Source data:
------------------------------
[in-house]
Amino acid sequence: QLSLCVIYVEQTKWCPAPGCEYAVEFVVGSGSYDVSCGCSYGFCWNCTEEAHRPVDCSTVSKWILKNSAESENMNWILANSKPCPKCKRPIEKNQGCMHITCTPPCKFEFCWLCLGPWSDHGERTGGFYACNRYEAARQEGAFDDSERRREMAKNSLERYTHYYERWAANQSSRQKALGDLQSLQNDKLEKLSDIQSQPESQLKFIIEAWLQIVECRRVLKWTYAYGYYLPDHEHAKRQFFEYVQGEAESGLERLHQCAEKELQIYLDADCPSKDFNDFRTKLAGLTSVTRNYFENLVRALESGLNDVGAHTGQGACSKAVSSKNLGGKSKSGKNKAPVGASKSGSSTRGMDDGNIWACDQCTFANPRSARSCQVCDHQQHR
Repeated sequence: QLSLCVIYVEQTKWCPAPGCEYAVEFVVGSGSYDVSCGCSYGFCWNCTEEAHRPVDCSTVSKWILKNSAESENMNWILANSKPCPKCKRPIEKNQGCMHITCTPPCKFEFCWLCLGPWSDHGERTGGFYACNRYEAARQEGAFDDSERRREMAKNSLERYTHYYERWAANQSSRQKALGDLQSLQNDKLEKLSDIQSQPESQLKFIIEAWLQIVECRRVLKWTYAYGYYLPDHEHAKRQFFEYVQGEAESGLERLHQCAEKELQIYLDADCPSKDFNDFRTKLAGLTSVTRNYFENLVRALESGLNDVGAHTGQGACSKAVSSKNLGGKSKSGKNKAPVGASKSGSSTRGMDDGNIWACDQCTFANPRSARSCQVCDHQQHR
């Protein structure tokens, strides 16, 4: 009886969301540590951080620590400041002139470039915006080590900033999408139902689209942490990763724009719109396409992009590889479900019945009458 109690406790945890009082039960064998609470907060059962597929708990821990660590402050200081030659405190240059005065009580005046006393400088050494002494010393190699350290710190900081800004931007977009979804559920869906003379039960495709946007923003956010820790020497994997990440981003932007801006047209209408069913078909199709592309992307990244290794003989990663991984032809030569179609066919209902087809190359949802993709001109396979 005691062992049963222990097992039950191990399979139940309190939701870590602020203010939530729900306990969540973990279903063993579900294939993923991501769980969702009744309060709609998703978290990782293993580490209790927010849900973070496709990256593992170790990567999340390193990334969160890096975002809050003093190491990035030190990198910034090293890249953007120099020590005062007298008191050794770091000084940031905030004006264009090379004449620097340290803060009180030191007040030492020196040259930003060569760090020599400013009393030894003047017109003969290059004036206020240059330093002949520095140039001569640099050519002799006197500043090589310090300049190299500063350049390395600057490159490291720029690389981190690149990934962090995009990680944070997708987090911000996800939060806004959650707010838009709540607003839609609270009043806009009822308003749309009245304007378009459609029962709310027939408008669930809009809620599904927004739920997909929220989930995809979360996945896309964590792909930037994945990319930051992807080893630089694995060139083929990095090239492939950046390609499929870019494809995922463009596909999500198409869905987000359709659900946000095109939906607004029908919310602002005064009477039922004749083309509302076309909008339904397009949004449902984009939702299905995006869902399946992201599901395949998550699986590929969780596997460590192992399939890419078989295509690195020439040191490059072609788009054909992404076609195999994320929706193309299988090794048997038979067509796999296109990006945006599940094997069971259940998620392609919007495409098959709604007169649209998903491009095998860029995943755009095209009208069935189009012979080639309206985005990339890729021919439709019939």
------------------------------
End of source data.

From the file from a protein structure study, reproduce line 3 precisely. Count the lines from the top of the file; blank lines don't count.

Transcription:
Repeated sequence: QLSLCVIYVEQTKWCPAPGCEYAVEFVVGSGSYDVSCGCSYGFCWNCTEEAHRPVDCSTVSKWILKNSAESENMNWILANSKPCPKCKRPIEKNQGCMHITCTPPCKFEFCWLCLGPWSDHGERTGGFYACNRYEAARQEGAFDDSERRREMAKNSLERYTHYYERWAANQSSRQKALGDLQSLQNDKLEKLSDIQSQPESQLKFIIEAWLQIVECRRVLKWTYAYGYYLPDHEHAKRQFFEYVQGEAESGLERLHQCAEKELQIYLDADCPSKDFNDFRTKLAGLTSVTRNYFENLVRALESGLNDVGAHTGQGACSKAVSSKNLGGKSKSGKNKAPVGASKSGSSTRGMDDGNIWACDQCTFANPRSARSCQVCDHQQHR